—the parent board will be involved in the formulation of the plans of the subsidiaries and is responsible for monitoring the performances of subsidiaries: these procedures would automatically bring to light any financial risks inherent in the activities of the company;

—CIE activities are well known and clear and so the likelihood of a new major risk element emerging suddenly can be fully discounted. The Department of Communications will continue their role in relation to supervision of general policy issues of the board and their subsidiaries and their performance vis-á-vis plans and targets;

—the very first objective of reorganisation is to improve CIEs potential for development.

The general arrangements for monitoring the board and the companies constitute safety nets against financial risks, no matter how remote, of the companies becoming unwittingly involved in activities which would put their future at risk.

My last point on this issue is that if the theoretical possibility of any of the subsidiaries seeking trade were to become a reality the responsibility of the board of CIE in that area would remain and the board would continue to own all land and buildings, as it does at present. I will be proposing amendments to put beyond doubt that the security of employment of CIEs employees transferred to the companies will not be one whit diminished by this Bill. In other words the board retains overall responsibility for all the activities which the Oireachtas in legislation over the years assigned to that body. In the unlikely event that any of the companies cease to trade the CIE board would resume full responsibility for the activities involved and for the employees of the board transferred to the company and the amendments I propose will put this beyond doubt.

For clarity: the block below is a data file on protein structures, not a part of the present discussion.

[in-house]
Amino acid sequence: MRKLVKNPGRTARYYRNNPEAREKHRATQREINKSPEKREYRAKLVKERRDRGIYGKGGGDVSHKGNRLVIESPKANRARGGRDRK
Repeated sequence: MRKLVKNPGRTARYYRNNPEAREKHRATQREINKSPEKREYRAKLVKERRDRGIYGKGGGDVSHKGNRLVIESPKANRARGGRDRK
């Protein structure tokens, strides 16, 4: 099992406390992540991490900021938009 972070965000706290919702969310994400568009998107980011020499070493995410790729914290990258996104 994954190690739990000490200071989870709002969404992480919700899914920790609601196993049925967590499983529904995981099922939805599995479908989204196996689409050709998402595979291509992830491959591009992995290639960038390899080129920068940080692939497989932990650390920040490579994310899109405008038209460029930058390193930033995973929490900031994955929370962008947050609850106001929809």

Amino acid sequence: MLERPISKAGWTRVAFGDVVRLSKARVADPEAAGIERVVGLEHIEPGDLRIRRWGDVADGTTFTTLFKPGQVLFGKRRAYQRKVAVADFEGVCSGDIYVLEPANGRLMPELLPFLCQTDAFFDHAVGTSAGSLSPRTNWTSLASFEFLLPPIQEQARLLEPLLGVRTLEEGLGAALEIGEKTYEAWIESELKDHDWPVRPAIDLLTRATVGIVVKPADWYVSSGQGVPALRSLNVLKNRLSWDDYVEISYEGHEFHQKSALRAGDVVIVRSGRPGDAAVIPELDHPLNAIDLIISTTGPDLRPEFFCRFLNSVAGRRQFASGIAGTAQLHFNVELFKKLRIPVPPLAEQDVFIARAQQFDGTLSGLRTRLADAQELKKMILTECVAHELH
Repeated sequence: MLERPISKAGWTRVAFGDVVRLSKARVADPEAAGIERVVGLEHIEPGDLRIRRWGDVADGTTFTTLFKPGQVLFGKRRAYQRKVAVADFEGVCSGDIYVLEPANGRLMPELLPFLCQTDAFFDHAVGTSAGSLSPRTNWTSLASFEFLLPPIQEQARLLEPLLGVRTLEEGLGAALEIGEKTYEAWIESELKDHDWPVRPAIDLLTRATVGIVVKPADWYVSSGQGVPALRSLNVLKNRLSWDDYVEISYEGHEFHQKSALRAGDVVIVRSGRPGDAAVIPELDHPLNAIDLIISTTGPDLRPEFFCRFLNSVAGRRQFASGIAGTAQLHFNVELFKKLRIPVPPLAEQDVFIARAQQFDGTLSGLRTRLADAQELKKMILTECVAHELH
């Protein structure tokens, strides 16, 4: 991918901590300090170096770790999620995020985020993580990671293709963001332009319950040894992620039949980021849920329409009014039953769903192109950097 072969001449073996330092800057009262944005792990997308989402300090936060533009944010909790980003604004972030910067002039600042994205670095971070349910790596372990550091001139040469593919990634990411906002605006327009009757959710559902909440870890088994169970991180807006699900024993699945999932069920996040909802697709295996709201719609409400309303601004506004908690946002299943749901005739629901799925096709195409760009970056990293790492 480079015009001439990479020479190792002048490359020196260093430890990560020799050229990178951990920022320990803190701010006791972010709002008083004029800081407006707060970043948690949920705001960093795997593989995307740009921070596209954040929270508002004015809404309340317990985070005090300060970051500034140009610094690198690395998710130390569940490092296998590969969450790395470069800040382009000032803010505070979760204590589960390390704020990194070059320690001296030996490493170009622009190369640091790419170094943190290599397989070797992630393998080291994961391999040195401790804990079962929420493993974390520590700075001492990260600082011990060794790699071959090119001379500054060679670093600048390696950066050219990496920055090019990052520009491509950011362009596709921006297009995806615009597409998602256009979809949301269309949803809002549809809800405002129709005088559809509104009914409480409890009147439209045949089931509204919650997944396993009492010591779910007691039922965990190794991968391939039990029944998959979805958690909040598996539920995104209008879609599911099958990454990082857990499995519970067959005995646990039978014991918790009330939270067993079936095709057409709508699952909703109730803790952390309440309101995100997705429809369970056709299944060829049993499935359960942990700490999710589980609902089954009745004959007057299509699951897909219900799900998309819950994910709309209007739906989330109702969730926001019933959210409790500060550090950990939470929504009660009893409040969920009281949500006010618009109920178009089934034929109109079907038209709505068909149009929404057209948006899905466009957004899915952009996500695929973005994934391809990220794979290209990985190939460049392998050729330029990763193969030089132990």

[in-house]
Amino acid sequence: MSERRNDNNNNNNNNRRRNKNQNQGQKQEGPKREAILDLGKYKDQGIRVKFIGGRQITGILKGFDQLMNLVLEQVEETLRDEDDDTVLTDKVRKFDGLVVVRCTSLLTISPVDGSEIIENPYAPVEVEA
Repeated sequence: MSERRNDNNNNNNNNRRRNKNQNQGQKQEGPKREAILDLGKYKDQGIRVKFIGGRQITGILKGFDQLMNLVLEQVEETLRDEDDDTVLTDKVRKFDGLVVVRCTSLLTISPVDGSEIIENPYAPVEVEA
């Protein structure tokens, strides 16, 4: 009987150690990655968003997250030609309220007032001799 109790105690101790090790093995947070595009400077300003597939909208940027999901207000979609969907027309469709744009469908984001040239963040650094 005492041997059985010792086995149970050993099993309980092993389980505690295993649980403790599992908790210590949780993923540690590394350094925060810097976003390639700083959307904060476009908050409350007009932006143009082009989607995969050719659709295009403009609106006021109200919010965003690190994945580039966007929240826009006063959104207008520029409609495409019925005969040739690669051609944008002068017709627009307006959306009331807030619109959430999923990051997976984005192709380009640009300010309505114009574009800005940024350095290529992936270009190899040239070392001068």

Privatisation has also been mentioned as one of the risks attaching to the new arrangements. This Bill disposes of that argument succinctly and effectively by simply prohibiting the sale or disposal of shares of the subsidiary companies which must remain the property of CIE. I would like everyone to accept my unqualified assurances that this Bill does not put CIE on the market in any sense, that the changes in organisation are in the long term interest of the country and of CIE and the permanency of CIE rules out the possibility of services being at risk.

A number of Senators made suggestions about expressing explicitly in the Bill the social nature of some of the CIE services. The Government are committed to the social role of CIE by their formula for calculating the annual subvention to CIE by paying the subvention "above the line" as revenue for social services rendered. The CIE capital projects which they have approved, the State guarantees given for CIE capital borrowing and the acceptance of responsibility for the interest charges on DART and indeed for £30 million of the short term borrowing of the company accumulated over recent years.